BBC NI rural affairs correspondent
Bread and butter issues rarely seem to feature in Northern Ireland elections - even to the European Parliament.
And yet the food we eat and what goes on at local farms is largely controlled from Europe.
Northern Ireland may look like one of Europe's greenest landscapes, but those legendary 40 shades are in fact largely the product of intensive farming.
Few farms will be harvesting organic silage in NI this year
There is still little evidence of the organic food and farming revolution which is sweeping across many regions of Europe.
The assembly at Stormont had been told of a plan to boost organic food production with a target of 1,000 farms to undergo the necessary three year conversion period to rid them of chemical residues.
But the reality is that the "greening of Ulster" is proving problematic.
With fewer than 200 farms operating under organic principles, the response out in the countryside has at best been patchy.
The reality is that with only 0.6% of farmland being worked under soil association principles, organics has barely registered so far.
But Charlotte Moore of the Department of Agriculture said a slow start may well be explained by some exceptional events.
Speaking at a new organic demonstration farm which the government has set up near Antrim, she reflected on the stuttering growth of the local organic sector.
"Unfortunately when foot and mouth hit the province in 2001 and then the following year we had very bad weather conditions, that made it difficult for farmers to convert and there was a stalling at that point in time," she said.
Later this summer, the department's new organic farm at Greenmount will mount a major demonstration aimed at showing potential converts what can be achieved - even on cold Ulster clay.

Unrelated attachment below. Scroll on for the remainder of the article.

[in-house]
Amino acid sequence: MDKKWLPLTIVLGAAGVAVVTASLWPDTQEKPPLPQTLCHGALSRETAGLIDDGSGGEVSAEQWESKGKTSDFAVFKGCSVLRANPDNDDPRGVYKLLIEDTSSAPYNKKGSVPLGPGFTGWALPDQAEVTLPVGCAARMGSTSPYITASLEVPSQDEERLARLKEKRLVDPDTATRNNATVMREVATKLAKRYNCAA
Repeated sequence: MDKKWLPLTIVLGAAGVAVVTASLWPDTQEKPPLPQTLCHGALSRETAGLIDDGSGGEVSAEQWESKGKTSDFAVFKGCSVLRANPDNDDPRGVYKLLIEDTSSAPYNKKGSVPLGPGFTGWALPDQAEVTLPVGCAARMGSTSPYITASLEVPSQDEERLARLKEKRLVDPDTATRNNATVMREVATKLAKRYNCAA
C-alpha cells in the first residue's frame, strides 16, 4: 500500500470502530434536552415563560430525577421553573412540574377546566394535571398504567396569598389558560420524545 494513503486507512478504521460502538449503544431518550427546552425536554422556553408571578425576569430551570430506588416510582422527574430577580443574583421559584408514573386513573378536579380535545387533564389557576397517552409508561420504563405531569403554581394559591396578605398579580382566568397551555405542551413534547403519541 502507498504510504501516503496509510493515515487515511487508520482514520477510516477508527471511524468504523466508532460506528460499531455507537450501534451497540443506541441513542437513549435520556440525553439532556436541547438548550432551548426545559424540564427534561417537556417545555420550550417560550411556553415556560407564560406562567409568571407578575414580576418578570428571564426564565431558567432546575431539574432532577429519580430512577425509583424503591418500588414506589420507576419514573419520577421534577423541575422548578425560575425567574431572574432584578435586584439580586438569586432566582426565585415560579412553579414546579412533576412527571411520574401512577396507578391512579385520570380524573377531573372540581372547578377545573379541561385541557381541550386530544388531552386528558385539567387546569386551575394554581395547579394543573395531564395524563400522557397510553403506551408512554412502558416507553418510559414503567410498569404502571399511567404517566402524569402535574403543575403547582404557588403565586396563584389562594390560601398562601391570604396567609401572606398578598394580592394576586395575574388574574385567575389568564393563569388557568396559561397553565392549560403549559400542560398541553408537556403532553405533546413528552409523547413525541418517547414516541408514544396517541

But the hundreds of farmers who will attend will also be mindful that the market for organic produce remains relatively small.
On the face of it, organic farming looks attractive. First there is a grant of £450 per hectare to help offset the fall in production resulting from no longer using artificial fertilisers and chemical sprays.
And then there are the premium prices for organic produce and livestock. In some cases, that can amount to as much as £150 a beast.
But the reality may not be just so rosy. For all the talk of a growth market for organic produce, securing supermarket shelf space is not easy.
Emerald Organics markets milk on behalf of 13 farmers, mainly to shops in the north west.
Roy McCracken, the group's vice chairman, said: "Money talks, and unfortunately the big retailers are answerable to shareholders.
"We have to prove to them that if they sell a quality product they will be as well off at the end of the day."
The realities of organic dairy farming in Northern Ireland are summed up on Raymond Pollock's idyllically located farm in the Foyle valley.
The herd of Friesian and Norwegian Red cattle graze the green clover fields which sweep gently down to the water's edge.
Raymond has no regrets about switching to organic farming, despite the fact that much of his milk has to be sold at conventional prices.
"There are 13 of us across Northern Ireland. Out of that pool of milk about a third of that is getting sold into the organic market," he said.
Optimism helps the world go round, and farmers like Raymond believe that the demand for organic produce will grow.
Supply Chain Adviser David Neill said that was the key to whether then organic sector in Northern Ireland would ever develop to match other regions of Europe.
"We do find that a relatively small number of consumers will buy a large amount of the organic produce sold so the challenge for the industry is to make the occasional buyers become regular buyers," he said.
For now though, Northern Ireland remains on the fringes of the European organic movement with a small number of farms supplying a small local market.